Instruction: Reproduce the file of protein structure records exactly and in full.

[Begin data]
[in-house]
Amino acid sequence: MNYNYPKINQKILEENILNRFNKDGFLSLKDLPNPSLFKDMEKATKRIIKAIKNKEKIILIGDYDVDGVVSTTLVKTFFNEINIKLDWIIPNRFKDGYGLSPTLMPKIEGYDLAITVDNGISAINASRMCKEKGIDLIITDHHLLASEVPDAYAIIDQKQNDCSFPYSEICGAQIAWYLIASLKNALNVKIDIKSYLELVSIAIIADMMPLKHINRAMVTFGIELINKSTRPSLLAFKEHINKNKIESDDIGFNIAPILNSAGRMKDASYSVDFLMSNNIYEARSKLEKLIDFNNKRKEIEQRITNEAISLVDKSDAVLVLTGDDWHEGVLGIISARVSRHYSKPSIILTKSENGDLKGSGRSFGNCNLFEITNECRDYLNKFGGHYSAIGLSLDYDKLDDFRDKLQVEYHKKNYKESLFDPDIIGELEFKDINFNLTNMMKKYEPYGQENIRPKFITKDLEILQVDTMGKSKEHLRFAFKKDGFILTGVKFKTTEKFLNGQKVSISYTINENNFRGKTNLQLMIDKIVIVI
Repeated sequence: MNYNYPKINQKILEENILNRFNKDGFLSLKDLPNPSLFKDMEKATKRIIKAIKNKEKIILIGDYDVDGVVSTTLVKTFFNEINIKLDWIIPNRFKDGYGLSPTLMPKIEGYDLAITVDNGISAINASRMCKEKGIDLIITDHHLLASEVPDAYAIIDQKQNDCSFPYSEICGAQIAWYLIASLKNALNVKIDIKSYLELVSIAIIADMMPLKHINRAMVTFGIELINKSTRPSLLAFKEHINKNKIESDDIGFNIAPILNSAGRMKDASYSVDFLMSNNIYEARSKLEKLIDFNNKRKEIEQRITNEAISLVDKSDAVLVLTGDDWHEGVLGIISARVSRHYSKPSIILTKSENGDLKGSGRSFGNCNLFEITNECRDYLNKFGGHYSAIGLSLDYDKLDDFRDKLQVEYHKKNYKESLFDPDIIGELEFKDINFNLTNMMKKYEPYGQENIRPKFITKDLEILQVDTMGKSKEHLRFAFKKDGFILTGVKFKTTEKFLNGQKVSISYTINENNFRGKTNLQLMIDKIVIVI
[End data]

[in-house]
Amino acid sequence: MNYNYPKINQKILEENILNRFNKDGFLSLKDLPNPSLFKDMEKATKRIIKAIKNKEKIILIGDYDVDGVVSTTLVKTFFNEINIKLDWIIPNRFKDGYGLSPTLMPKIEGYDLAITVDNGISAINASRMCKEKGIDLIITDHHLLASEVPDAYAIIDQKQNDCSFPYSEICGAQIAWYLIASLKNALNVKIDIKSYLELVSIAIIADMMPLKHINRAMVTFGIELINKSTRPSLLAFKEHINKNKIESDDIGFNIAPILNSAGRMKDASYSVDFLMSNNIYEARSKLEKLIDFNNKRKEIEQRITNEAISLVDKSDAVLVLTGDDWHEGVLGIISARVSRHYSKPSIILTKSENGDLKGSGRSFGNCNLFEITNECRDYLNKFGGHYSAIGLSLDYDKLDDFRDKLQVEYHKKNYKESLFDPDIIGELEFKDINFNLTNMMKKYEPYGQENIRPKFITKDLEILQVDTMGKSKEHLRFAFKKDGFILTGVKFKTTEKFLNGQKVSISYTINENNFRGKTNLQLMIDKIVIVI
Repeated sequence: MNYNYPKINQKILEENILNRFNKDGFLSLKDLPNPSLFKDMEKATKRIIKAIKNKEKIILIGDYDVDGVVSTTLVKTFFNEINIKLDWIIPNRFKDGYGLSPTLMPKIEGYDLAITVDNGISAINASRMCKEKGIDLIITDHHLLASEVPDAYAIIDQKQNDCSFPYSEICGAQIAWYLIASLKNALNVKIDIKSYLELVSIAIIADMMPLKHINRAMVTFGIELINKSTRPSLLAFKEHINKNKIESDDIGFNIAPILNSAGRMKDASYSVDFLMSNNIYEARSKLEKLIDFNNKRKEIEQRITNEAISLVDKSDAVLVLTGDDWHEGVLGIISARVSRHYSKPSIILTKSENGDLKGSGRSFGNCNLFEITNECRDYLNKFGGHYSAIGLSLDYDKLDDFRDKLQVEYHKKNYKESLFDPDIIGELEFKDINFNLTNMMKKYEPYGQENIRPKFITKDLEILQVDTMGKSKEHLRFAFKKDGFILTGVKFKTTEKFLNGQKVSISYTINENNFRGKTNLQLMIDKIVIVI